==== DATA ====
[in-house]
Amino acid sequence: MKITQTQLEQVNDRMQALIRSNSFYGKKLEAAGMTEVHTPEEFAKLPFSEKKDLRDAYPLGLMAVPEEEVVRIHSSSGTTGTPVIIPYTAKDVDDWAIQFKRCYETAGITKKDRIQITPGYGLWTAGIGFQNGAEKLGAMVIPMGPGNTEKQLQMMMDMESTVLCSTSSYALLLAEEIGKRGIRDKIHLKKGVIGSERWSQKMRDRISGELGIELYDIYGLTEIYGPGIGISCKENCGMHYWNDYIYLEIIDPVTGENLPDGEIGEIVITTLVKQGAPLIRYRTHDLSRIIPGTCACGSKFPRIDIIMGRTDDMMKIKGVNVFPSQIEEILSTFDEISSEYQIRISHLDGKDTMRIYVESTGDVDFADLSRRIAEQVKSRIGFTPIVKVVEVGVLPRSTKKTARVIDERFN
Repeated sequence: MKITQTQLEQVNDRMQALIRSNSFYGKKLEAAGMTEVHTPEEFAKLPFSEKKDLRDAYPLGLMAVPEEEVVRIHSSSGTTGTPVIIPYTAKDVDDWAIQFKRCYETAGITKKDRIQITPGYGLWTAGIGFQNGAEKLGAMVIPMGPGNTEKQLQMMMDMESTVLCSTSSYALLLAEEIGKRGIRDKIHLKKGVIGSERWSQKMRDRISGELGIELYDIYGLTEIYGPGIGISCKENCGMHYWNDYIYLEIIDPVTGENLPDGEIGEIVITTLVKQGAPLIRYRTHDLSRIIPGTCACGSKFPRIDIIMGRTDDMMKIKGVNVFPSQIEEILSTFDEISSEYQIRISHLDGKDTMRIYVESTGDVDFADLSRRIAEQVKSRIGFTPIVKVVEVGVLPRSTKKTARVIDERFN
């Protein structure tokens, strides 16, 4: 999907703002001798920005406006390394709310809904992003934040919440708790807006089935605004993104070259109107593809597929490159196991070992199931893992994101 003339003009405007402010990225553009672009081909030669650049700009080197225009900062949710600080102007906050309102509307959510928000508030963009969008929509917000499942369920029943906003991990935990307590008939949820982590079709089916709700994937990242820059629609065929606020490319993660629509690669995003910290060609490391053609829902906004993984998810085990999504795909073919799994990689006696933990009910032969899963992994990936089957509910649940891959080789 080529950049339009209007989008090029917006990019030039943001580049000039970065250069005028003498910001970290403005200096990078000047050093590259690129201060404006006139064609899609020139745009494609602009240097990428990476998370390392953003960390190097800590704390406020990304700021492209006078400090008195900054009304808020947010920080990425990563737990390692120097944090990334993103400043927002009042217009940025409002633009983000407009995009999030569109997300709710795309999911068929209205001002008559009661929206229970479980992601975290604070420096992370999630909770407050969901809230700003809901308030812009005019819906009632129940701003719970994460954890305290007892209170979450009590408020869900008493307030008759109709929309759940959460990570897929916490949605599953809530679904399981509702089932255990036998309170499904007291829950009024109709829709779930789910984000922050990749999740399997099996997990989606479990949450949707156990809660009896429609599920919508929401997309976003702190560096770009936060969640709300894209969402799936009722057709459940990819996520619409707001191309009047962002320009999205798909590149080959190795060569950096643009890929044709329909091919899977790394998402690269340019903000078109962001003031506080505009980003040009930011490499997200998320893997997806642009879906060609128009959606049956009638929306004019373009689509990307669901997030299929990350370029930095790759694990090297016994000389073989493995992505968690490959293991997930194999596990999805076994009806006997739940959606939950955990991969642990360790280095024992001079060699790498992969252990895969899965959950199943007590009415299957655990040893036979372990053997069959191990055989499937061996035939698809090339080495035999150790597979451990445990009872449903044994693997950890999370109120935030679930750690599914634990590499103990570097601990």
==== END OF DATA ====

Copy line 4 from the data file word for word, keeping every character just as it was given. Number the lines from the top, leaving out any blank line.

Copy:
């Protein structure tokens, strides 16, 4: 999907703002001798920005406006390394709310809904992003934040919440708790807006089935605004993104070259109107593809597929490159196991070992199931893992994101 003339003009405007402010990225553009672009081909030669650049700009080197225009900062949710600080102007906050309102509307959510928000508030963009969008929509917000499942369920029943906003991990935990307590008939949820982590079709089916709700994937990242820059629609065929606020490319993660629509690669995003910290060609490391053609829902906004993984998810085990999504795909073919799994990689006696933990009910032969899963992994990936089957509910649940891959080789 080529950049339009209007989008090029917006990019030039943001580049000039970065250069005028003498910001970290403005200096990078000047050093590259690129201060404006006139064609899609020139745009494609602009240097990428990476998370390392953003960390190097800590704390406020990304700021492209006078400090008195900054009304808020947010920080990425990563737990390692120097944090990334993103400043927002009042217009940025409002633009983000407009995009999030569109997300709710795309999911068929209205001002008559009661929206229970479980992601975290604070420096992370999630909770407050969901809230700003809901308030812009005019819906009632129940701003719970994460954890305290007892209170979450009590408020869900008493307030008759109709929309759940959460990570897929916490949605599953809530679904399981509702089932255990036998309170499904007291829950009024109709829709779930789910984000922050990749999740399997099996997990989606479990949450949707156990809660009896429609599920919508929401997309976003702190560096770009936060969640709300894209969402799936009722057709459940990819996520619409707001191309009047962002320009999205798909590149080959190795060569950096643009890929044709329909091919899977790394998402690269340019903000078109962001003031506080505009980003040009930011490499997200998320893997997806642009879906060609128009959606049956009638929306004019373009689509990307669901997030299929990350370029930095790759694990090297016994000389073989493995992505968690490959293991997930194999596990999805076994009806006997739940959606939950955990991969642990360790280095024992001079060699790498992969252990895969899965959950199943007590009415299957655990040893036979372990053997069959191990055989499937061996035939698809090339080495035999150790597979451990445990009872449903044994693997950890999370109120935030679930750690599914634990590499103990570097601990």